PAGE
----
On June 1st, in an address from the White House Rose Garden, President Donald Trump announced that the United States would withdraw from The Paris Agreement. The remaining parties reacted with anger and an even stronger resolve to hold the US accountable for its pledge. One way that the international community could retaliate is to levy a border-adjustment tax on the carbon content of American exports. If faced with such a pressure, the Trump administration would need a plan to replace the Obama-era regulations that it has repealed.
In February, the Climate Leadership Council (CLC) provided a plan titled “The Conservative Case for Carbon Dividends“. The section within the paper titled “The Need for a Conservative Climate Solution” reads:
Mounting evidence of climate change is growing too strong to ignore. While the extent to which climate change is due to man-made causes can be questioned, the risks associated with future warming are too big and should be hedged. At least we need an insurance policy. For too long, many Republicans have looked the other way, forfeiting the policy initiative to those who favor growth-inhibiting command-and-control regulations, and fostering a needless climate divide between the GOP and the scientific, business, military, religious, civic and international mainstream.
Now that the Republican Party controls the White House and Congress, it has the opportunity and responsibility to promote a climate plan that showcases the full power of enduring conservative convictions. Any climate solution should be based on sound economic analysis and embody the principles of free markets and limited government. As this paper argues, such a plan could strengthen our economy, benefit working-class Americans, reduce regulations, protect our natural heritage and consolidate a new era of Republican leadership. These benefits accrue regardless of one’s views on climate science.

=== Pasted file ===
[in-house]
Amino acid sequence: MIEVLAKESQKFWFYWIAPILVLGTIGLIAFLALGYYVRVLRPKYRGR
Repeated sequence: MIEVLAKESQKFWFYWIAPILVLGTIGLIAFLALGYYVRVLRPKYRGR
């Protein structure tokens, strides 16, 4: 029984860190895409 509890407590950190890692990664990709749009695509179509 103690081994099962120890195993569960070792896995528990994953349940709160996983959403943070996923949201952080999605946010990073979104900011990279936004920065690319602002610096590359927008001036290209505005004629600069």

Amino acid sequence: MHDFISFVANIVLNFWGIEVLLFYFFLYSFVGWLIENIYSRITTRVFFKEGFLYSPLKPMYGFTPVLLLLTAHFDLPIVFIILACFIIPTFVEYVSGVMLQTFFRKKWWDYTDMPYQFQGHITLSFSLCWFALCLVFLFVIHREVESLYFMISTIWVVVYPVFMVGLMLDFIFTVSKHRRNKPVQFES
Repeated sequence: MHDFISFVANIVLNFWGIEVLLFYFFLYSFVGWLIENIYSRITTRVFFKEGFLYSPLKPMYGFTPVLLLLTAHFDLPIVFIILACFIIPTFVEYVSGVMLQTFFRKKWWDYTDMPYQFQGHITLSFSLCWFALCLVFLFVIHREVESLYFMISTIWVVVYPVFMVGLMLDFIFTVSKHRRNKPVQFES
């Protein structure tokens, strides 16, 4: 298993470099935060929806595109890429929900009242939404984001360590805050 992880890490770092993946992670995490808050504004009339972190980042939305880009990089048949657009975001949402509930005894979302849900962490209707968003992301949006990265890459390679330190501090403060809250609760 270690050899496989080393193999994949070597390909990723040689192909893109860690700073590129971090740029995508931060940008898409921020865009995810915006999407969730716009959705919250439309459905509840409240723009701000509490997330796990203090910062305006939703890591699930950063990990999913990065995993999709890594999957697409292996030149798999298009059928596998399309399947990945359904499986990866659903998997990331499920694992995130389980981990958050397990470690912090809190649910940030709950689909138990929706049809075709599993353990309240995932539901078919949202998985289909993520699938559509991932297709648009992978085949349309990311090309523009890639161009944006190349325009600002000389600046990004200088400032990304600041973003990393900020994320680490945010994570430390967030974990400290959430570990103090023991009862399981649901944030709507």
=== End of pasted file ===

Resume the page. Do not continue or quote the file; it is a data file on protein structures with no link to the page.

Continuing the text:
In short, the CLC admits that climate change is real (though doubts that it is driven by human activity) and that climate policy is inevitable in the United States. So, instead of leaving it to the next Democratic Congress to pass legislation that actually addresses climate change, the “Grand Old Party” should take the opportunity to pass legislation that supports its “conservative convictions” instead.
The plan has 4 pillars:
- A carbon tax implemented at the first point where fossil fuels enter the economy, beginning at $40/ton and increasing steadily over time.
- All the proceeds from this carbon tax would be returned, tax-free, to the American people via dividends.
- Border adjustments levied on the carbon content of imports and exports. Proceeds from these fees would be added to the carbon dividends.
- Elimination of regulations that are no longer necessary upon the enactment of the previous three pillars.
On a positive note, I have absolutely no issue with pillar number one. However, the same cannot be said for the remaining three pillars, especially pillar number two.
Revenue-neutral carbon taxes – wherein all proceeds are returned to the public – can make intuitive sense. If the public knows that a carbon tax will increase steadily over time, they are incentivized to invest in technology that will enable them to pollute less in order to pocket more of their tax-free dividends. The problem is that this intuition assumes the rationality of the consumer. The Department of Treasury estimates that the bottom 70% of Americans would receive more in dividends than they would pay in carbon taxes. If 70% of the country is benefiting financially from the carbon tax without changing their behaviour, can you expect them to put in the effort and money to reduce their emissions?
A similar revenue-neutral carbon tax was implemented in the Canadian province of British Columbia (BC) in 2008. In 2007, the province of Quebec implemented its own carbon tax (which I will call revenue-controlled) with revenue being reinvested into energy-efficiency programs in public energy and transit. The results: greenhouse gas (GHG) emissions reduced by 3% in BC compared to 8% in Quebec from 2008 to 2015 and gross domestic product (GDP) increased by 13% in BC compared to 8% in Quebec while population increased by 3% in BC and 2% in Quebec between 2012 and 2015 (population data for 2008-2011 wasn’t available on the Statistics Canada website).
In order to ideally test the efficacy of British Columbia’s revenue-neutral carbon tax, I would need to compare its performance to a simultaneously but independently implemented revenue-controlled carbon tax in the same province, which is impossible. Although the comparison to Quebec’s carbon tax is not ideal, it is still valuable. It demonstrates that a revenue-neutral carbon tax is likely inferior to a revenue-controlled carbon tax at reducing emissions. What it does do better is stimulate the economy; one of the foremost “conservative convictions”.